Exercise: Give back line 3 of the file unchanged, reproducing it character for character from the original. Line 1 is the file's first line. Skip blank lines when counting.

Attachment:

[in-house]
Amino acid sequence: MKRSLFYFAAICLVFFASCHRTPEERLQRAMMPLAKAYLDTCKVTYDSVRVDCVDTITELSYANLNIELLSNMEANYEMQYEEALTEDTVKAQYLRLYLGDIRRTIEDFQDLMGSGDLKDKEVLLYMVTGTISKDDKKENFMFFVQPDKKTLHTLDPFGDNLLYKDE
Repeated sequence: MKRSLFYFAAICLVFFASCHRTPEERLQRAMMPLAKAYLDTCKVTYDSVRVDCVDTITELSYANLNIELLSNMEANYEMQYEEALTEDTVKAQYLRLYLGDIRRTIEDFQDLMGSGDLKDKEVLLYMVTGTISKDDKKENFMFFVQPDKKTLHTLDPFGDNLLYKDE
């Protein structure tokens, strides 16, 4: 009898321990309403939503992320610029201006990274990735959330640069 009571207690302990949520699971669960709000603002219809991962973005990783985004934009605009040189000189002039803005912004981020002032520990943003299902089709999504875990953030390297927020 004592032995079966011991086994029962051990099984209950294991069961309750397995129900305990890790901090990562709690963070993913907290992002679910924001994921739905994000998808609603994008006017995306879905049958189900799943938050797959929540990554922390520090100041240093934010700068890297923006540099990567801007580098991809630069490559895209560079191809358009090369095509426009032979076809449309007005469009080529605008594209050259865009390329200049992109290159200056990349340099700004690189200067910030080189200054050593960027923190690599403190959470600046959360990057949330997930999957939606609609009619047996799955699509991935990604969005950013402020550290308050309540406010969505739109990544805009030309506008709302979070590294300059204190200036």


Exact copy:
Repeated sequence: MKRSLFYFAAICLVFFASCHRTPEERLQRAMMPLAKAYLDTCKVTYDSVRVDCVDTITELSYANLNIELLSNMEANYEMQYEEALTEDTVKAQYLRLYLGDIRRTIEDFQDLMGSGDLKDKEVLLYMVTGTISKDDKKENFMFFVQPDKKTLHTLDPFGDNLLYKDE